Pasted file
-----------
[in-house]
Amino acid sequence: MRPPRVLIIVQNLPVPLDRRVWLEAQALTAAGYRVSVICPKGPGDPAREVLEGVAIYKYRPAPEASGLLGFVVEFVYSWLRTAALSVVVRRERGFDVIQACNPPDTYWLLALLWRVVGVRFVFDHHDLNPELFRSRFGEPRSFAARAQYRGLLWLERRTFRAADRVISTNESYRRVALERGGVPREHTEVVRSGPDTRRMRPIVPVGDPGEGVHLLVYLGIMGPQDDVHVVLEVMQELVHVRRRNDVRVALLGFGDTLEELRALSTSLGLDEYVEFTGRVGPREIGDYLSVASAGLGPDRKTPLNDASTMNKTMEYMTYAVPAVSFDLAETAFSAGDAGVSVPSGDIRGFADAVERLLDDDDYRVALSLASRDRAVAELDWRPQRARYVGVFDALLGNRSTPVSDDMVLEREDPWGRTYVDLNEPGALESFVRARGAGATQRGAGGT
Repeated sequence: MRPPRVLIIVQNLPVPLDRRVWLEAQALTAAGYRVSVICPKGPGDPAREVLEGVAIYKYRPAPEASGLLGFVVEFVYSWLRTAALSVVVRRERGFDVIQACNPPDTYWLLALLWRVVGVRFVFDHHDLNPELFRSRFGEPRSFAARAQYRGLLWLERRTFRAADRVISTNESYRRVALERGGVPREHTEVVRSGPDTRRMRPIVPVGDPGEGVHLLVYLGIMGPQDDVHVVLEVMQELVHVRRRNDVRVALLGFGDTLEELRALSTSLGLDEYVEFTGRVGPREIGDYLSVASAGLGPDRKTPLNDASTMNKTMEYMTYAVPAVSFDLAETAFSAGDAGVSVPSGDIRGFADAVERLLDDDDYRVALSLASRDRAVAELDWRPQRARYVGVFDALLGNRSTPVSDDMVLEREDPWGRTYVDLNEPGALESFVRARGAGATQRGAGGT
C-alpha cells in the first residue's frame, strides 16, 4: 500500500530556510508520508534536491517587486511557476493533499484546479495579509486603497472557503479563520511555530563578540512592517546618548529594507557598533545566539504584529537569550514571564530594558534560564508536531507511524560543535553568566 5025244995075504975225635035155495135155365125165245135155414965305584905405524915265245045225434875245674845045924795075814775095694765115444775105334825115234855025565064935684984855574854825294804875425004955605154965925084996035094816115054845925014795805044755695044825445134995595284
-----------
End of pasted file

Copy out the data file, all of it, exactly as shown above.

[in-house]
Amino acid sequence: MRPPRVLIIVQNLPVPLDRRVWLEAQALTAAGYRVSVICPKGPGDPAREVLEGVAIYKYRPAPEASGLLGFVVEFVYSWLRTAALSVVVRRERGFDVIQACNPPDTYWLLALLWRVVGVRFVFDHHDLNPELFRSRFGEPRSFAARAQYRGLLWLERRTFRAADRVISTNESYRRVALERGGVPREHTEVVRSGPDTRRMRPIVPVGDPGEGVHLLVYLGIMGPQDDVHVVLEVMQELVHVRRRNDVRVALLGFGDTLEELRALSTSLGLDEYVEFTGRVGPREIGDYLSVASAGLGPDRKTPLNDASTMNKTMEYMTYAVPAVSFDLAETAFSAGDAGVSVPSGDIRGFADAVERLLDDDDYRVALSLASRDRAVAELDWRPQRARYVGVFDALLGNRSTPVSDDMVLEREDPWGRTYVDLNEPGALESFVRARGAGATQRGAGGT
Repeated sequence: MRPPRVLIIVQNLPVPLDRRVWLEAQALTAAGYRVSVICPKGPGDPAREVLEGVAIYKYRPAPEASGLLGFVVEFVYSWLRTAALSVVVRRERGFDVIQACNPPDTYWLLALLWRVVGVRFVFDHHDLNPELFRSRFGEPRSFAARAQYRGLLWLERRTFRAADRVISTNESYRRVALERGGVPREHTEVVRSGPDTRRMRPIVPVGDPGEGVHLLVYLGIMGPQDDVHVVLEVMQELVHVRRRNDVRVALLGFGDTLEELRALSTSLGLDEYVEFTGRVGPREIGDYLSVASAGLGPDRKTPLNDASTMNKTMEYMTYAVPAVSFDLAETAFSAGDAGVSVPSGDIRGFADAVERLLDDDDYRVALSLASRDRAVAELDWRPQRARYVGVFDALLGNRSTPVSDDMVLEREDPWGRTYVDLNEPGALESFVRARGAGATQRGAGGT
C-alpha cells in the first residue's frame, strides 16, 4: 500500500530556510508520508534536491517587486511557476493533499484546479495579509486603497472557503479563520511555530563578540512592517546618548529594507557598533545566539504584529537569550514571564530594558534560564508536531507511524560543535553568566 5025244995075504975225635035155495135155365125165245135155414965305584905405524915265245045225434875245674845045924795075814775095694765115444775105334825115234855025565064935684984855574854825294804875425004955605154965925084996035094816115054845925014795805044755695044825445134995595284